Alcoa reports that United Auto Workers members employed at its Cleveland Works have ratified a two-year extension of their existing labor agreement. Alcoa’s Cleveland Works is a forging operation, and the new agreement was sought by the producer as part of its effort to secure financing for repairs to its 50,000-ton press.
The press sustained a cracked foundation last year, leading Alcoa to idle the operation. Repair costs are estimated at $70 million in order to return the press to operation.
Alcoa cautioned that the contract extension is contingent upon it obtaining funding to rebuild the press. It said it hopes to have a comprehensive funding plan in place soon.
There has been much speculation about Alcoa’s ability to fulfill some significant commercial and military aerospace contracts without the availability of the press, including a 10-year contract to supply parts to Lockheed Martin for its Joint Strike Fighter program. The company said it has been meeting customers’ requirements with the products of a 35,000-ton press, also in Cleveland.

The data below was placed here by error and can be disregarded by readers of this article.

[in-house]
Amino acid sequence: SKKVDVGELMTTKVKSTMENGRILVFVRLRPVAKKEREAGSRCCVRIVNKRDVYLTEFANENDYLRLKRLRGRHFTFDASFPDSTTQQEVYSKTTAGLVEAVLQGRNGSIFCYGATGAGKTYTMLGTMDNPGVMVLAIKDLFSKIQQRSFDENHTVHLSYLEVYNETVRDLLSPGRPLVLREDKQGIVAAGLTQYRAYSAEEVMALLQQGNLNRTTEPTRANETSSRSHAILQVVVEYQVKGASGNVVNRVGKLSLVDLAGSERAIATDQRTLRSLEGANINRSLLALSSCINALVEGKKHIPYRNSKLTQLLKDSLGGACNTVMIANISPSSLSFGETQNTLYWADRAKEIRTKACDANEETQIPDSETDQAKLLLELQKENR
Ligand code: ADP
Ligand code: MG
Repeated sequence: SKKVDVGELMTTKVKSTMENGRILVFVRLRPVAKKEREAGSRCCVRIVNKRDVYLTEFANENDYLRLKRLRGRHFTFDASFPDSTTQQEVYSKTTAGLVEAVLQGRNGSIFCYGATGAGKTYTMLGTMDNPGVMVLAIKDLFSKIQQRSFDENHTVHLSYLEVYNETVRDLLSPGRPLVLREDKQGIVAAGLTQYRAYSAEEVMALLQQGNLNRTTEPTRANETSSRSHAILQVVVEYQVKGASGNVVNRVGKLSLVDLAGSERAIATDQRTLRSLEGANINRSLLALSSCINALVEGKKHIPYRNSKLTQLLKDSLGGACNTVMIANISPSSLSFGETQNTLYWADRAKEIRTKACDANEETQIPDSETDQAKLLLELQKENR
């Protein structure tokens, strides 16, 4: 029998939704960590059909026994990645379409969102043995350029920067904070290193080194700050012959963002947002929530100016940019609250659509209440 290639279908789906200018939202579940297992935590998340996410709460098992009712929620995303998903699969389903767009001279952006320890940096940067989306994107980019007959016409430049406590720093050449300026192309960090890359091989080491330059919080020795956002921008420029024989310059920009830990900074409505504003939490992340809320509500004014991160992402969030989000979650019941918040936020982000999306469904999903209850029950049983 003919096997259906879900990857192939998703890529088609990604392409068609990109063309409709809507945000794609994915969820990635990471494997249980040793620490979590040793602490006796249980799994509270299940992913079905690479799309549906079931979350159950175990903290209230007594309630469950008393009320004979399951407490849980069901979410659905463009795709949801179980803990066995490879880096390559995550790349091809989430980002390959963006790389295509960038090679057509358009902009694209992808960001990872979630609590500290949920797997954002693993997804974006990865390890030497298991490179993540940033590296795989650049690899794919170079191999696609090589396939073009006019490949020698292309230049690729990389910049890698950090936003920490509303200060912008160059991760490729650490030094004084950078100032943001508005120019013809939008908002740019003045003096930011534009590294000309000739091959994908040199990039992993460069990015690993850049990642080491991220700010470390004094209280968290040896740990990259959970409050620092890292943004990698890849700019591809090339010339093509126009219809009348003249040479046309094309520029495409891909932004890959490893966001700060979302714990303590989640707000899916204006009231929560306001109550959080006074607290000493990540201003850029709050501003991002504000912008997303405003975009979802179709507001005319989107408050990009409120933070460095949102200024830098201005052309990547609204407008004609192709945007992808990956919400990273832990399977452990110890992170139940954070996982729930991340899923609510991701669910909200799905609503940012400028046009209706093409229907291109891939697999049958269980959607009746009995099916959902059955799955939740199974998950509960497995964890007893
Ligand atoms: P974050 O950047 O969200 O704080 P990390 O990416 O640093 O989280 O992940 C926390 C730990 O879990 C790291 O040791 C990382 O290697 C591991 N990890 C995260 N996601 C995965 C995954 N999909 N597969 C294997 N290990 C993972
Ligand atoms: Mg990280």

“This is a great collaborative day for Cleveland Works,” stated Alcoa plant manager Gena Lovett. “This new agreement reflects a spirit of flexibility and the desire among our local union leaders, union members and Alcoa’s management team for a successful outcome to refurbish our 50,000-ton press, which is so critical to the long-term stability of this plant and the security of our jobs.”
Alcoa, UAW Agree to Cleveland Works Contract Extension
Labor deal will help secure financing for 50,000-ton press repair